Labels are important, they are a quick way of explaining the situation to people. One challenge bi people face, unfortunately, is that due to all these misconceptions the bisexual label seems to always need further explanation. Ask any bi person, and they will tell you that when they tell someone about their orientation they are then subjected to a Q+A session. How many girls have you been with? Which one do you prefer? Don't you miss men when you are dating women? It's a series of loaded questions designed to trick you into admitting that you're not really bi — because nobody is bi. It's very frustrating.
Bisexual People in Monogamous Relationships
I am often asked: If I'm dating a man doesn't that make me gay? To which I always respond "No. It changes my relationship status, not my sexuality". The problem I think many bi people have is that when they settle down with a partner, they are usually pigeonholed by friends and family right back into that black and white/gay or straight false dichotomy. And since most of us have other things to think about than the fight for bi visibility, I think many bi people just give up and take the easy route. They are monogamous, "so why bother", they tell themselves. Leave that fight for younger bi people who are still in the dating scene.
The temptation to give up is great when constantly faced with those offensive, bigoted leading questions. But those of us who can stomach it should, even after we settle down into a relationship. We need more bi people in monogamous relationships to keep talking about their bisexuality. It's essential in order to ensure that people do not define their orientation by the relationship they are in. For all those out there wondering "if bi people exist, why don't I ever meet them"? You do. You meet them every day, but you just don't see their bisexuality. How could you?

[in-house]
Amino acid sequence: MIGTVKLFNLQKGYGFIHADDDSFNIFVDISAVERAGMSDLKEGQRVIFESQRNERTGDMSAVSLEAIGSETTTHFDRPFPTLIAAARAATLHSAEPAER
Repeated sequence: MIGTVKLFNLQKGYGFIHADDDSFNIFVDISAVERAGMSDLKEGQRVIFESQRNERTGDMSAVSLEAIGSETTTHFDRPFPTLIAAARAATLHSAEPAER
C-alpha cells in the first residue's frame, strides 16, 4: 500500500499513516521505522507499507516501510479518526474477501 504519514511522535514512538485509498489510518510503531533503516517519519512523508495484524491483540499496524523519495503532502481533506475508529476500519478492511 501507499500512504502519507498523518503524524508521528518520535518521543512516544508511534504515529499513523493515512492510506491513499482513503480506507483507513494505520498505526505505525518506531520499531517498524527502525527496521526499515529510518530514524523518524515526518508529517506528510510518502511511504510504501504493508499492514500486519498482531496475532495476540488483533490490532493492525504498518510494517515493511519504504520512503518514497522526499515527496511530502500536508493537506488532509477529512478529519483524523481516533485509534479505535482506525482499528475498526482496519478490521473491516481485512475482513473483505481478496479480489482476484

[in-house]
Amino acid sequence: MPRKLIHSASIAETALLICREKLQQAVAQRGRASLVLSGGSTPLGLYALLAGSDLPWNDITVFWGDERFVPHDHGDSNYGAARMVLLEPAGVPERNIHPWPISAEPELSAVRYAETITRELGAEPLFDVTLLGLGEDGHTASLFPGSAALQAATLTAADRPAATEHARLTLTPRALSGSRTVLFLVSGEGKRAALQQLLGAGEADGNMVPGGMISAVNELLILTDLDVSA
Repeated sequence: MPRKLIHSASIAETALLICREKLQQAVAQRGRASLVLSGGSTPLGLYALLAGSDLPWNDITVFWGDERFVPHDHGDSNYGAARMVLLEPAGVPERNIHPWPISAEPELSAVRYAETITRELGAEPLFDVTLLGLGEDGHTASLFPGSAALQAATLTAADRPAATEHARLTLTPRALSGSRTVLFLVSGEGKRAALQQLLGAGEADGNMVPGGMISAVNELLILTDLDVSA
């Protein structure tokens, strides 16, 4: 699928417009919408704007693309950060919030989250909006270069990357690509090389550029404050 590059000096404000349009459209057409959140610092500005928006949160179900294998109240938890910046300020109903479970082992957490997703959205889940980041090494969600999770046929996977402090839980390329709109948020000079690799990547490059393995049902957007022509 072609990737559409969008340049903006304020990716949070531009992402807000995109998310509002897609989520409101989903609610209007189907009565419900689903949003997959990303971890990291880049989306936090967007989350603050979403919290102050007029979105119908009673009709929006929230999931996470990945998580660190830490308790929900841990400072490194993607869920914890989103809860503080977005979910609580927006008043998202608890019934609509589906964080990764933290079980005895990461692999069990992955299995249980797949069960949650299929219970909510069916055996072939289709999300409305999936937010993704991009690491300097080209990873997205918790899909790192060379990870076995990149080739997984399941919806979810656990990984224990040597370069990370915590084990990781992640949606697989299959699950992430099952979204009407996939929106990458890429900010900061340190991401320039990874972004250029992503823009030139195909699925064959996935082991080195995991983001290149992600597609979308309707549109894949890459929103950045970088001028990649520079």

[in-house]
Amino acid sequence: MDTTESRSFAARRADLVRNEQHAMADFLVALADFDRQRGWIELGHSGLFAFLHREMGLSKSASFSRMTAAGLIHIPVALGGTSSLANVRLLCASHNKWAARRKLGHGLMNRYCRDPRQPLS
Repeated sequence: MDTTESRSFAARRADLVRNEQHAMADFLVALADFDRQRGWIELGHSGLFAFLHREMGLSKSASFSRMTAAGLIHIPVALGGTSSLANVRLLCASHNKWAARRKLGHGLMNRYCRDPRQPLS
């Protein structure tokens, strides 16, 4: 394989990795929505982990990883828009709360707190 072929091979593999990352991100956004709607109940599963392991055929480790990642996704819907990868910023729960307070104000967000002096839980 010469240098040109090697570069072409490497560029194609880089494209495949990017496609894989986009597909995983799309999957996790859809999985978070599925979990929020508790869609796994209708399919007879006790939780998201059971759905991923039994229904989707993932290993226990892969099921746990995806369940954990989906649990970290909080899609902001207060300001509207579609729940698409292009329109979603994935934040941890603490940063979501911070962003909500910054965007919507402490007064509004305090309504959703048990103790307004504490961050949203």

As many men who have taken the time to explore their sexuality know, kissing a boy doesn't necessarily make you gay or bi. In my opinion, the term bicurious should be far more widespread than it is. It is a great way to signify those years of sexual exploration. It would also solve the problem of people thinking genuine bisexual people are lying or that bisexuality is a transitional sexuality. If bicurious people would call themselves bicurious, rather than jumping straight to bisexual, then those gay people who are "transitioning" and those straight people who are "experimenting" would find their way to a solid understanding of their sexuality without giving true bi people a bad name along the way.
Some people are too quick to call themselves bisexual (or gay or straight) and change their mind down the line. This makes things significantly harder for actual bisexual people to be taken seriously. Being "bicurious" would be a welcomed distinction to improve the understandings of what people are actually feeling.
Being bisexual isn't a phase, but being bicurious can be. Bisexual people aren't confused, but it's ok to be confused about our sexuality while we are still figuring it out. My hope for the future is that bicurious will be used more widely, where it's appropriate — so that the word bisexual can be represented by people who have moved past that experimental stage and graduated to #FullBi.
How can we accomplish this? You can help by spreading the word (literally). We need to put the word bicurious in the public's vocabulary. Only then will we be able to reclaim the term bisexual as the credible and lifelong orientation it is and always was.